David BrownDr. David Brown has an abiding interest in the examination of immune regulation, particularly as it applies to the central nervous system (CNS). Dr Brown’s interest in neuroinflammation was sparked when he noticed that many of his patients with systemic autoimmune disease had significant neurological dysfunction, ranging from depression and personality change to frank neuroinflammatory disease. After his postdoctoral studies at the Salk Institute, USA, Dr Brown returned to Australia to establish his own laboratory at The St Vincent’s Centre for Applied Medical Research. Here using a number of unique models of neurionflammatory disease, he is examining the regulation of the immune system and its interaction with the CNS. Insights that are being gained using these models are applicable to many autoimmune diseases and form a stepping stone to new treatments for these diseases.

Using animal modes related to and including experimental autoimmune encephalomyelitis, and animal model of Multiple Sclerosis, Dr Brown has defined new pathways of immune cell traffic through the brain that are capable of being modified. Modification of these pathways provide an opportunity to change immunity against the brain and treat diseases such as Multiple Sclerosis. In addition to defining how the immune cells interact and travel through the CNS, Dr Brown has an interest in several molecules including macrophage inhibitory cytokine-1 (MIC-1/GDF15) and CCAAT enhancer binding protein delta (CEBPD).

The transcription factor CEBPD is a regulator of inflammation that is not usually expressed at high levels. During inflammation it is highly expressed, controls the immune response and is found at higher concentrations in the blood and brain of MS patients. In his animal models, Dr Brown found that protein levels of CEBPD could be reduced in circulating blood cells that, in turn, reduced CNS disease. Future studies are planned to develop gene therapeutic approaches targeting CEBPD in immune cells outside the brain to treat MS.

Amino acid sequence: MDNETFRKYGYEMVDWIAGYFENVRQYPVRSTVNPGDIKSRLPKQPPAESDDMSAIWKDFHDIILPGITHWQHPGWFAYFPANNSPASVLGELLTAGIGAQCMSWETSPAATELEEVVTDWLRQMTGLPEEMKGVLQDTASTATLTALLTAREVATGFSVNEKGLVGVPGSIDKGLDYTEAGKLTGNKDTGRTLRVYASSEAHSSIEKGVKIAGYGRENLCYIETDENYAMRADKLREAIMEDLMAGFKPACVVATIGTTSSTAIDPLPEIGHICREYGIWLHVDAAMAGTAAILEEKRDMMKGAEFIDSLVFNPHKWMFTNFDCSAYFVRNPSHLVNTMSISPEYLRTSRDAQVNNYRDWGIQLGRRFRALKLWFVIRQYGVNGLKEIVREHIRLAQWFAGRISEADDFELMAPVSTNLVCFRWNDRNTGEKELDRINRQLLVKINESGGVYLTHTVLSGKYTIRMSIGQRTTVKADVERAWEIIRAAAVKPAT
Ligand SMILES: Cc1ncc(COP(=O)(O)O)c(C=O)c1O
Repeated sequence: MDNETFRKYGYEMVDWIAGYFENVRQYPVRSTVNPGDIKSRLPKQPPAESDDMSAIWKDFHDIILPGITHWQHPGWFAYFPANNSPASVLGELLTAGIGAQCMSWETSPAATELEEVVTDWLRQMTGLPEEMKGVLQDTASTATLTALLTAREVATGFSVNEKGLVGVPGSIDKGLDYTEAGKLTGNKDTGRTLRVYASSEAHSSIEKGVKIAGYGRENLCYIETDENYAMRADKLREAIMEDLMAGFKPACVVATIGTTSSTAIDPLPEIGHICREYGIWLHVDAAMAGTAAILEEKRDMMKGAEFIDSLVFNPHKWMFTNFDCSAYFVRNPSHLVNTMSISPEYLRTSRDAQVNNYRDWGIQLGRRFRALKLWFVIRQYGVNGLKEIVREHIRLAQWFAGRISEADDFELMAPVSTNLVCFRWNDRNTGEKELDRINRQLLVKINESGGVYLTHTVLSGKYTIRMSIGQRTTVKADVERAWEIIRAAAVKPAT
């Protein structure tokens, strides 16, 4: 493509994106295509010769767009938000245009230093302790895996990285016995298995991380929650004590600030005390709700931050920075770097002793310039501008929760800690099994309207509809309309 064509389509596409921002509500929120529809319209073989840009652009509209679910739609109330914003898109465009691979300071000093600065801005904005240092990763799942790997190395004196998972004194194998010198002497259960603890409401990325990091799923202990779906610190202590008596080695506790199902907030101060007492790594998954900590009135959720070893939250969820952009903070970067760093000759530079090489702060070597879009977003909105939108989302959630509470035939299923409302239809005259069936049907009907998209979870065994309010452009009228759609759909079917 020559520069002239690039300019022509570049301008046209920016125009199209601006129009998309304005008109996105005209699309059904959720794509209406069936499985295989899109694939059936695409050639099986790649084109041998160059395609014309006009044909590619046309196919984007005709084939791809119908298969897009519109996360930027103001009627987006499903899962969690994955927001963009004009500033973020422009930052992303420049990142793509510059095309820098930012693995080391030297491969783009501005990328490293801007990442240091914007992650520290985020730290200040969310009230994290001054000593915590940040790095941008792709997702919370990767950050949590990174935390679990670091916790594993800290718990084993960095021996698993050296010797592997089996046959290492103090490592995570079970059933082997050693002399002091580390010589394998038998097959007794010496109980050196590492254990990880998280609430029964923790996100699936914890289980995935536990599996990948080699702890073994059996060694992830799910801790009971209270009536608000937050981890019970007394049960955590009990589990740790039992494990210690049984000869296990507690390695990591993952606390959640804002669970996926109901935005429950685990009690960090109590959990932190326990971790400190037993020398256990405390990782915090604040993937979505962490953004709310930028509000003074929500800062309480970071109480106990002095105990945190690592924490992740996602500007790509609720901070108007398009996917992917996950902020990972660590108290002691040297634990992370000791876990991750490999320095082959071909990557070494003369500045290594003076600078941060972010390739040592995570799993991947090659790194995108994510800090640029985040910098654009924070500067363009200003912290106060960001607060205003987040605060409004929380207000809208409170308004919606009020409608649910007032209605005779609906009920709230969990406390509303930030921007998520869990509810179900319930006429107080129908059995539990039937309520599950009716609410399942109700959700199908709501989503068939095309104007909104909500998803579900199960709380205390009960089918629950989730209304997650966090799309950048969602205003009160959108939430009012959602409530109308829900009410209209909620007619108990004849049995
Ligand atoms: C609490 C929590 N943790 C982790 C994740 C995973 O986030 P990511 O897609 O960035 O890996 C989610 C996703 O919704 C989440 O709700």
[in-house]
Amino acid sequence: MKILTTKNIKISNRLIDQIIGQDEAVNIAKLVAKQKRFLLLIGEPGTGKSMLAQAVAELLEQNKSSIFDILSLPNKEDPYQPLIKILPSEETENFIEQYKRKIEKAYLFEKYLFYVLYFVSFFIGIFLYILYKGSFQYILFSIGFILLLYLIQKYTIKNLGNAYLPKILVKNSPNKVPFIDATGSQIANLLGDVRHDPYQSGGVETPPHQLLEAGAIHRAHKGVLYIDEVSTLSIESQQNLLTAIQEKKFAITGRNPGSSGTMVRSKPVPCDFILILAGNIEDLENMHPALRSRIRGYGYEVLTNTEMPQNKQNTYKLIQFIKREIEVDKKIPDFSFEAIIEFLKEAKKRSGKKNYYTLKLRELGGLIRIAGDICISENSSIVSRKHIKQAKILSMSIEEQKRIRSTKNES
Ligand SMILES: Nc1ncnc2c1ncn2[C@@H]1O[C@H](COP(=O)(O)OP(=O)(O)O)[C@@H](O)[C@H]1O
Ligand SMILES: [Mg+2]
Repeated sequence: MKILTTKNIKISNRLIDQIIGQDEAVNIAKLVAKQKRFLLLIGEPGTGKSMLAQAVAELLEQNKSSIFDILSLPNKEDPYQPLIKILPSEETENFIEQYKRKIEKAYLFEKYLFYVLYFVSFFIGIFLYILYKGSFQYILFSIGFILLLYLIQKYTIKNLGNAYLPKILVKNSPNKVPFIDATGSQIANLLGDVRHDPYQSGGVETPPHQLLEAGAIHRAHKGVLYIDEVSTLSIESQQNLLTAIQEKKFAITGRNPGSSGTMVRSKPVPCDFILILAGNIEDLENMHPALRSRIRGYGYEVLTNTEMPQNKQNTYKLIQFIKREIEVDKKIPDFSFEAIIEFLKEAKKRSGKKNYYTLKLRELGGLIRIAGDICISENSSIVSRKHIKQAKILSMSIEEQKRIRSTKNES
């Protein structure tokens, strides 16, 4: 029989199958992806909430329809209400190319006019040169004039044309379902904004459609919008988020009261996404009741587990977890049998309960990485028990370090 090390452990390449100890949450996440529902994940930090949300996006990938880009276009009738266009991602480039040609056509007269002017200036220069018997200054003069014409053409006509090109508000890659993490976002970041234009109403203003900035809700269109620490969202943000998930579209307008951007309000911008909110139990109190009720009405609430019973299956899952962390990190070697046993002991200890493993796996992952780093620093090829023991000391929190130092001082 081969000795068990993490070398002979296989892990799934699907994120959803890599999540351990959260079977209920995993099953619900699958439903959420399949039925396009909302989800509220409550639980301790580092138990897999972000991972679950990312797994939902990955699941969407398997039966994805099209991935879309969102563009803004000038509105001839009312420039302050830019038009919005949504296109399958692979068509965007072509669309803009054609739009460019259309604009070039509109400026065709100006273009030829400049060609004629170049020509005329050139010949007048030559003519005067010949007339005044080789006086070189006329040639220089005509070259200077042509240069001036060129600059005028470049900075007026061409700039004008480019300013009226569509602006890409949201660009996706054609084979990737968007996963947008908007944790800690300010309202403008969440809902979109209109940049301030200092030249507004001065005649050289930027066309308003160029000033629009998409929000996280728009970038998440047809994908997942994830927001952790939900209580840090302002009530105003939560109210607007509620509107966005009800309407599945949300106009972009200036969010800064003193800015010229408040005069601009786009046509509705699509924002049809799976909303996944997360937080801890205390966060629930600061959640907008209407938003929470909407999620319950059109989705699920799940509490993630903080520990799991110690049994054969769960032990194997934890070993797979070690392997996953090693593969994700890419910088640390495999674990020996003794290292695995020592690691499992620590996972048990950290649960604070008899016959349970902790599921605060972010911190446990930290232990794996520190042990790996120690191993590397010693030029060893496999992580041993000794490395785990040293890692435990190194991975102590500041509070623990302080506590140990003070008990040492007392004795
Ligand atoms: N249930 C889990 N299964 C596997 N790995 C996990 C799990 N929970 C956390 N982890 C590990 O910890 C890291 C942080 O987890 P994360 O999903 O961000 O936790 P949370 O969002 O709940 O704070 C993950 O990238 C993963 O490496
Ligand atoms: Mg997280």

The other Molecule that Dr Brown is interested in is MIC-1/GDF15. He has authored many high impact factor papers defining the utility of macrophage inhibitory cytokine-1 (MIC-1/GDF15) measurement in blood. He has had a long term interest in the examination of MIC-1/GDF15 in many diseases and recently found it’s measurement could predict people at higher risk of death within the next 14 years. He is now applying his extensive knowledge of neuroinflammation and the models of disease he has established in his laboratory to study MIC-1/GDF15 and how it interact with the CNS and the immune response against it. Currently it appears MIC-1/GDF15 is a promising therapy for autoimmune diseases.

Current Research Projects

  • Cellular mechanisms of CNS immunoregulation
  • CEBPD in CNS immunoregulation
  • MIC-1/GDF15 in CNS immunoregulation
  • Macrophage inhibitory cytokine-1 in immunity
  • Macrophage inhibitory cytokine-1 in disease
  • Inflammation in spinal cord injury

Selected Publications